The International Civil Rights Center and Museum is having a packed second half of October with several high profile events that will no doubt catch the interest of many in the community.

On Thursday, Oct. 17, at 6 p.m. in the museum’s auditorium, there will be a panel discussion and a “community conversation” titled – “Journey to the Land of Opportunity.”

This will be a free educational session with immigration experts and staff from Faith Action International House discussing some of the legal distinctions between immigrants, asylum seekers and refugees. Attendees will also hear first-hand stories of people from different countries describe hardships and obstacles they’ve faced in their journey entering the United States.

That event is open to everyone at no charge and refreshments will be provided – though registration is required.

Two days later, the museum will hold another panel discussion – this one on Saturday, Oct. 19 at 2 p.m. in the auditorium. In observance of Breast Cancer Awareness Month, the museum will host the discussion “Keeping it Real: Living with Breast Cancer, the Survivors Story.”

That event will focus on the health issues of breast cancer and the way the disease affects the lives of so many people. Guest panelists will include Dr. Gustav Magrinat, an oncologist and breast cancer specialist with Cone Health as well as Dr. Nora Jones, the founder and president of Sister’s Network of Greensboro. Stories from survivors will also be shared.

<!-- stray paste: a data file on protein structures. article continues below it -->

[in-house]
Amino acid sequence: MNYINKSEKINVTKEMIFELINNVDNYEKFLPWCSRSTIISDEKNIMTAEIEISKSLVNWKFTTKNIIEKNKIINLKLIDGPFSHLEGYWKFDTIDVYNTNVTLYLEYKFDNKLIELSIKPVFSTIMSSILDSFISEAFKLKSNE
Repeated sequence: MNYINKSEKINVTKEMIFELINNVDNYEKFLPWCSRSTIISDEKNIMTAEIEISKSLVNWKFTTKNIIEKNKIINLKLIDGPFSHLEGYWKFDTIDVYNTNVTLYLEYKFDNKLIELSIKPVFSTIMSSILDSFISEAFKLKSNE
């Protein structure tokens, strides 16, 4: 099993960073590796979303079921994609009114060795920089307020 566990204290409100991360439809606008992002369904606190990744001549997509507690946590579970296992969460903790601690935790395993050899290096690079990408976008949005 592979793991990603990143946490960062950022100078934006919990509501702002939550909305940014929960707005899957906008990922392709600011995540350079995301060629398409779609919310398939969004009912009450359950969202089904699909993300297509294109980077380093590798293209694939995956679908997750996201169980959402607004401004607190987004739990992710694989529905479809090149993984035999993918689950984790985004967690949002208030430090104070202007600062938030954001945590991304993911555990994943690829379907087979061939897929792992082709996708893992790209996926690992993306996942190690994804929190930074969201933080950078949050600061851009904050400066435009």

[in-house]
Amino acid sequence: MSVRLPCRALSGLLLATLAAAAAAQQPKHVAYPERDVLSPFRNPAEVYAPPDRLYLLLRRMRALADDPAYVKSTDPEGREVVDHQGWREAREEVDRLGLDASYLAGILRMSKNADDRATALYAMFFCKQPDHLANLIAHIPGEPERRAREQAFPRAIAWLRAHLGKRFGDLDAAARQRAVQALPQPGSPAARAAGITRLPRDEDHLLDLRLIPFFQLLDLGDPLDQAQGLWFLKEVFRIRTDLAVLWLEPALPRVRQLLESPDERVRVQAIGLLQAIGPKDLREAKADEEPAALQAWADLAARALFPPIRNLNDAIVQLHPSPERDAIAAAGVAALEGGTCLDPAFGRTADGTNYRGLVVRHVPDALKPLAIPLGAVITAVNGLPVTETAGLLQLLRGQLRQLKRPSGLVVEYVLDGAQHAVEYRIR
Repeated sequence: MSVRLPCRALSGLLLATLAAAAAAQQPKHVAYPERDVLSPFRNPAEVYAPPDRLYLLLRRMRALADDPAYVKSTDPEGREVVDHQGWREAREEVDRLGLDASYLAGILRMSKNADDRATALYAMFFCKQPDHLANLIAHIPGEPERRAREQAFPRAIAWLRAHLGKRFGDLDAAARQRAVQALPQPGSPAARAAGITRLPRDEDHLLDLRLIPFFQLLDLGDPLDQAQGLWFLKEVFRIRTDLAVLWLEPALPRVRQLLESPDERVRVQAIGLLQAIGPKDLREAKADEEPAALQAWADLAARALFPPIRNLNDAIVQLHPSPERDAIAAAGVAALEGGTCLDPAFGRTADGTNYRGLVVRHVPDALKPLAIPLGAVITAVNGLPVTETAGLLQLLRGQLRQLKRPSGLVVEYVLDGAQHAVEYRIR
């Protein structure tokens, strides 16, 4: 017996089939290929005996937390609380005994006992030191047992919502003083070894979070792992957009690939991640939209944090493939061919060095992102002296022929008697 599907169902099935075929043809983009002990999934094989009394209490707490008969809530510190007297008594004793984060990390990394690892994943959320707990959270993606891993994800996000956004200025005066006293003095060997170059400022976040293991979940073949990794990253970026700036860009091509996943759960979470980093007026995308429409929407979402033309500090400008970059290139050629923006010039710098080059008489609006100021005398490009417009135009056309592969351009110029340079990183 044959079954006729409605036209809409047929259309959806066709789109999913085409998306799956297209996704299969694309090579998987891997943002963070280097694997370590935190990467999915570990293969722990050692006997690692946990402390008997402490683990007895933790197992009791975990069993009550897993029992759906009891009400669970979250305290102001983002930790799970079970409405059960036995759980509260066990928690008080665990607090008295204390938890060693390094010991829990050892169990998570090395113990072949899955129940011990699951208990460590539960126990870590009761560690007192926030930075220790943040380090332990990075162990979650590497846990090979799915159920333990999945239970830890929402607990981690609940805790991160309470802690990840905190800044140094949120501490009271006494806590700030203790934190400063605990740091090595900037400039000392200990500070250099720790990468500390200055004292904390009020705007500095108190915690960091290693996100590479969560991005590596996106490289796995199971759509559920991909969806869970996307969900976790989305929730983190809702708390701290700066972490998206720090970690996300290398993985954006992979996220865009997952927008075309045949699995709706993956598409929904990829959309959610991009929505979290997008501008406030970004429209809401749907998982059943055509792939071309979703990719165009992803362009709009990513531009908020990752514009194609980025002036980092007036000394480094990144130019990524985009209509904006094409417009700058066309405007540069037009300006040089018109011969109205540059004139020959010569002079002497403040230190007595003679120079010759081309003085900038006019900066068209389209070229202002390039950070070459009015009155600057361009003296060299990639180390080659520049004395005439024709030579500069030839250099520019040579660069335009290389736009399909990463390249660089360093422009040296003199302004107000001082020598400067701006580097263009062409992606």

Like the Land of Opportunity panel discussion, this one will be free and open to the public. Refreshments will be provided.

Toward the end of the month, on Saturday, Oct. 26– the day when the Duke Blue Devils and the North Carolina Tar Heels face off in football – the museum will hold a Community Conversation Series event: “Red Summer 1919 and America’s Legacy of Racial Violence.” That will take place at 2 p.m.

A lecture from Dr. Watson W. Jennison will focus on “Red Summer 1919” as well as America’s legacy of racial violence. Jennison is an associate professor of history at UNC Greensboro.

Red Summer refers to a series of about 25 so named “anti-black riots” that erupted in major cities throughout the nation in 1919, including Houston, Texas; East St. Louis and Chicago.

This lecture will launch a series of conversations that will touch on the often forgotten and historical and contemporary episodes of violence that have often come from strained race relations in America.

That event is also free and open to the public.

As it does most months, the museum is also holding events geared toward children in October. Information on those may be found on the museum’s website.